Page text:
Toward the end of his life, F. Scott Fitzgerald is writing for Hollywood studios to be able to afford the cost of an asylum for his wife. He is also struggling against alcoholism. Into his life comes the famous gossip columnist.
A young writer goes to Wiesbaden to write about gambling and gamblers, only to ultimately become a compulsive gambler himself. Losing all his wealth, as well as his moral fibre, he commits ... See full summary »
In Argentina, one daughter of patriarch Madariaga is married to a Frenchman while the other is married to a German thus leading to a crisis when Nazi Germany occupies France and some Madariaga family members fight on opposite sides.
Robert Wilson leads safaris on the Kenyan savanna. On this occasion, he takes Mr. and Mrs. Macomber out to hunt buffalo. The obnoxious ways of Margaret Macomber make the three of them get ... See full summary »
At an exclusive psychiatric clinic, the doctors and staff are about as crazy as the patients. The clinic head, Dr. Stewart McIver, thinks that it would be good therapy for his patients to ... See full summary »
When Mike Hagen and Marilla Brown marry after a whirlwind romance on the west coast, they return to New York to find that they don't have much in common. She is a clothing designer who lives in a swanky apartment and whose friends are actors, artists and the like. He is a sports writer who likes to go boxing matches and horse races. They clearly love one another and make every effort to be flexible. When a mobster, whom Mike has been accusing of fixing sports events, decides to go after him he must pretend to be out of town and mayhem ensues.Written by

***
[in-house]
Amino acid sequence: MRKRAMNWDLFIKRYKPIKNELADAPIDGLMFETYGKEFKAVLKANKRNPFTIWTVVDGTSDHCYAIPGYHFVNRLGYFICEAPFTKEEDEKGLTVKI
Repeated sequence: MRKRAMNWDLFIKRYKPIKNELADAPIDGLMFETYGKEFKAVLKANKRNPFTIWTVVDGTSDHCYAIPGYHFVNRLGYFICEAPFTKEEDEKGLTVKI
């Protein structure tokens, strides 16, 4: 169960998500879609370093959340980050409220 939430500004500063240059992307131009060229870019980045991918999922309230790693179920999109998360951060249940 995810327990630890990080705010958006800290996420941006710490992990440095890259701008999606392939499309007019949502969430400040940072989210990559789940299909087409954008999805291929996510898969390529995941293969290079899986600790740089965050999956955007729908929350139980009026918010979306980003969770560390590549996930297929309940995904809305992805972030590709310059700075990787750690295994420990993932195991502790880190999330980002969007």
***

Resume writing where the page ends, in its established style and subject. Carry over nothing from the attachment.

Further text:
After the dog comes out of Lori's bedroom with a shoe Mirilla goes into,the bedroom. Mike is standing with the phone by the bed. He then moves to his left to in front of the window where Mirilla throws the shoe. Theythere is a cutaway to the street, when they come back you see into an empty bedroom. Mike enters the frame from screen right with the phone and goes back to the bed. The very next frame he is magically back in front of the window when he says "Mirilla". See more »
Lauren Bacall is a "Designing Woman" in this vibrant, sophisticated 1957 comedy directed by Vincent Minnelli and starring Gregory Peck, Delores Gray, Sam Levene, Tom Helmore, Mickey Shaughnessy, Jesse White and Chuck Connors. Suggested by costume designer Helen Rose, this story of a designer marrying a sportswriter is a loose remake of "Woman of the Year" - two people meet, fall in love, marry hastily, and then discover that they're from different worlds. And Mike Hagen (Peck) comes with baggage - an ex-girlfriend (Delores Gray) who is starring in the show Mirella (Bacall) is doing the costumes for, plus he has mobsters after him because of a series of stories he's writing.
It's a recipe for good fun, some beautiful '50s fashions and most of all, excellent acting by the entire cast. Bacall and Peck work beautifully together, both displaying wonderful comic timing, the highlight being the ravioli scene. Mickey Shaughnessy is hilarious as Max, the punch-drunk fighter, and Delores Gray is sexy and sings up a storm as performer Laurie Shannon. Minnelli keeps the pace moving and gives us a good taste of putting on a Broadway show and some of the personalities involved.
Someone on the board mentioned that the Peck and Bacall looked as though they were having fun. Hopefully, that's true. This was made shortly before Humphrey Bogart's death - the film was actually released about 5 months after he died - and it's a tribute to Bacall's professionalism that she was able to pull off a comedy under such circumstances. I don't think her personal life could have been much fun at all.
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